Georgia McKeever has always lived on her own, and one local agency is helping the 72-year-old East Moline woman continue her independence.
A case worker from Alternatives for the Older Adult regularly visits McKeever at Ridgewood Tower Apartments, where she lives, and helps her with housekeeping, errands and personal care. But like a lot of local agencies, the Moline-based Alternatives is getting squeezed by an ongoing Illinois state budget impasse and providers aren't sure what services may get cut.
"I like Illinois, but they keep saying they're broke," McKeever said. "How are they broke?"
Providers say they will continue assisting clients as long as they can, but without a state budget, they will do so with a lot of anxiety and confusion. The biggest challenge facing Alternatives, which assisted 16,692 clients in 2016, is the inability to plan for the coming year.
“No budget means we don’t know,” Alternatives director Kathy Weiman said. “We just don’t know how to plan one, two or three years out.”
The 30-year-old organization assists the elderly to stay in their homes by connecting them to various resources in the community. It covers a 10-county area between the Quad-Cities, Ottawa and Macomb.
“In that regard, we save the state of Illinois tons and tons of money,” Weiman said, adding the costs to stay in nursing homes are high and the majority of nursing home residents end up on Medicaid.
Weiman, who has spent 30 years in social service work in Illinois with a variety of agencies, said this year is the worst budget crisis she has seen.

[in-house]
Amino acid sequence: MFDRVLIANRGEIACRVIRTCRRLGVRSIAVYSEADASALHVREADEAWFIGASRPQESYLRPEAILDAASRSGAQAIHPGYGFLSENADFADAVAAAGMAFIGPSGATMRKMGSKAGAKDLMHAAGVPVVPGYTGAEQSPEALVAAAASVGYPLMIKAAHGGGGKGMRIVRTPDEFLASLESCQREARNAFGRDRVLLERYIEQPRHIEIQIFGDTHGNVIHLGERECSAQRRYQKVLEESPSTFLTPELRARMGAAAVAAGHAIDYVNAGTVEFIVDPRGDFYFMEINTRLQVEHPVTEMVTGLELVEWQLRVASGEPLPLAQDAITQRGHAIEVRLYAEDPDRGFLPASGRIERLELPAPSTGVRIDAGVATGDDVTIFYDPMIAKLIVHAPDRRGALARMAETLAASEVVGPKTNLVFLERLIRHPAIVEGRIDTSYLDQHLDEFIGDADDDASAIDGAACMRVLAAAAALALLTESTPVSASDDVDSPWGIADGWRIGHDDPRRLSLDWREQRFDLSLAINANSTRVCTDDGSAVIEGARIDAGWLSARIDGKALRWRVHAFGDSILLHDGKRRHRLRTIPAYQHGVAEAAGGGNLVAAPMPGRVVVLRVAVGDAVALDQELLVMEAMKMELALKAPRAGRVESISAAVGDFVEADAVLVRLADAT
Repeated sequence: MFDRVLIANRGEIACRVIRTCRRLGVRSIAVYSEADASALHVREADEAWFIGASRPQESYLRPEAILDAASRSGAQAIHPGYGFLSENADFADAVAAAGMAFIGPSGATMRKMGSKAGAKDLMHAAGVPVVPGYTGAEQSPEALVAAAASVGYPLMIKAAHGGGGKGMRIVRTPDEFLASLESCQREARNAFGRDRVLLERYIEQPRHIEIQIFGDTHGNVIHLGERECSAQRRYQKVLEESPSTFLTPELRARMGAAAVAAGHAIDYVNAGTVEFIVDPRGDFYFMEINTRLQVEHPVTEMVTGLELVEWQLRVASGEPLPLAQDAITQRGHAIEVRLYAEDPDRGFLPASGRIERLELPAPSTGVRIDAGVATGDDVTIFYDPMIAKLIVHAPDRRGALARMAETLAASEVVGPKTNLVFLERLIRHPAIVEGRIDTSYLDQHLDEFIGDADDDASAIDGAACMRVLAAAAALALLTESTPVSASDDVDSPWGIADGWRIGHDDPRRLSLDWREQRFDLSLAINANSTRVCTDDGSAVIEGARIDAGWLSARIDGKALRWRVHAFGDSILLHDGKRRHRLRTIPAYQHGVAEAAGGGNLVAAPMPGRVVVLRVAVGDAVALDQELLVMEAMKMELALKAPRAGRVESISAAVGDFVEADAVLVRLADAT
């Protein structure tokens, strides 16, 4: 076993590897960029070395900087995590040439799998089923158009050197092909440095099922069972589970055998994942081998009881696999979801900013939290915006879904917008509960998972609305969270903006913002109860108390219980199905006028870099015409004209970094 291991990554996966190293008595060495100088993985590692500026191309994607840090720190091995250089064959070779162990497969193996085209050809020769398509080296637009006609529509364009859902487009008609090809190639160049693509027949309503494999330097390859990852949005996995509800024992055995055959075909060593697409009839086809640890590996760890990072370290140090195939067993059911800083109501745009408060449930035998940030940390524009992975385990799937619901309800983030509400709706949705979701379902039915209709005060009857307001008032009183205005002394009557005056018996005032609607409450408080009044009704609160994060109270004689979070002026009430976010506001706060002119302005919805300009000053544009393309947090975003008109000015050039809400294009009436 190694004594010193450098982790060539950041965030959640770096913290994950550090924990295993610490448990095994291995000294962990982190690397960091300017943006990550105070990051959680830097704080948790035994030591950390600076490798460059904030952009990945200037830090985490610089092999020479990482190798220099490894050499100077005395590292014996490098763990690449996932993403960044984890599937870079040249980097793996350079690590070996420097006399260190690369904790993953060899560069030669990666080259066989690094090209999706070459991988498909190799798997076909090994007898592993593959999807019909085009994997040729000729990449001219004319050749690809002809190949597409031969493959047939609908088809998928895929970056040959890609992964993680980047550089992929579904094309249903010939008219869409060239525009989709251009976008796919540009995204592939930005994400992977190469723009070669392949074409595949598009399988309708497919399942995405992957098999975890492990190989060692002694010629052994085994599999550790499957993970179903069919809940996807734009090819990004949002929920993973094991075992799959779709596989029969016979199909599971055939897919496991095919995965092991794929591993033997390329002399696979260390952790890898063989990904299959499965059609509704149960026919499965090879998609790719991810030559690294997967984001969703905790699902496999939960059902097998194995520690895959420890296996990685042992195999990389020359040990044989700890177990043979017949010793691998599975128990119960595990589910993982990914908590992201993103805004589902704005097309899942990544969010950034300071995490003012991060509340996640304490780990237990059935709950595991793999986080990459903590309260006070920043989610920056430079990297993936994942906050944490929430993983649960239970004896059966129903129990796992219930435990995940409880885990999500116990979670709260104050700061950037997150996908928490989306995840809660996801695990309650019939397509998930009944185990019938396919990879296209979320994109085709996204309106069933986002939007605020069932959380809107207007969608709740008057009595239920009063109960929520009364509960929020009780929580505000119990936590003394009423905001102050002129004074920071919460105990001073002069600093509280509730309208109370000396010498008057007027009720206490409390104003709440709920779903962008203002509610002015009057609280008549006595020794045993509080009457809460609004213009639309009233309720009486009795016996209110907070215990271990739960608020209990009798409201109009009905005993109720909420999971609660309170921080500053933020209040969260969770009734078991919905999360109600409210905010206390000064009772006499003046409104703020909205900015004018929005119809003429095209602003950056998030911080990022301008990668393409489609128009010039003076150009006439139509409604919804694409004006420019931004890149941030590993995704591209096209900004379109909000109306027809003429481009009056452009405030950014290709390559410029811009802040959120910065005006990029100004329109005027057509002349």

“They always got a budget, good or bad,” she said. “The budget kind of lets you go, ‘OK, now we can plan.’ Without a budget, we are stuck in this place trying to maintain the best we can.”
Dozens of Quad-City agencies are affected by the ongoing budget impasse. The Child Abuse Council Quad-Cities in Rock Island stands to lose $350,000 in state grant money, said Angie Kendall, the agency’s director of development and communications.
“We’re OK through June,” Kendall said. “But after that, we’re left to operate an agency with guesses and empty promises. We are forced to do business this way every day.”
For 39 years, the Child Abuse Council has provided prevention, education and treatment programs for children and families in the bi-state metropolitan area. State money funds a home visitation prenatal program as well as therapy for abuse victims up to 5 years old.
Kendall said 44 percent of its state money was cut last year, which “pulled the rug out from under us,” causing staff cuts and the elimination of services. But, she said, this year’s impasse is the worst she has seen.
“The stress of keeping a program open affects our ability to provide the best possible service,” Kendall said.
The Rock Island County Health Department relies on state grants for most of its budget.
“If the state doesn’t pay, we run out of funding quickly,” said Janet Hill, the health department’s chief operating officer. “There is little cushion.”
The most vulnerable program, Hill said, is family case management, but that grant is being paid through a court order. Family case management works to reduce the state’s infant mortality rate by providing help and resources for parents or guardians who might be struggling. For example, the health department can help clients apply for subsidized housing or heating assistance.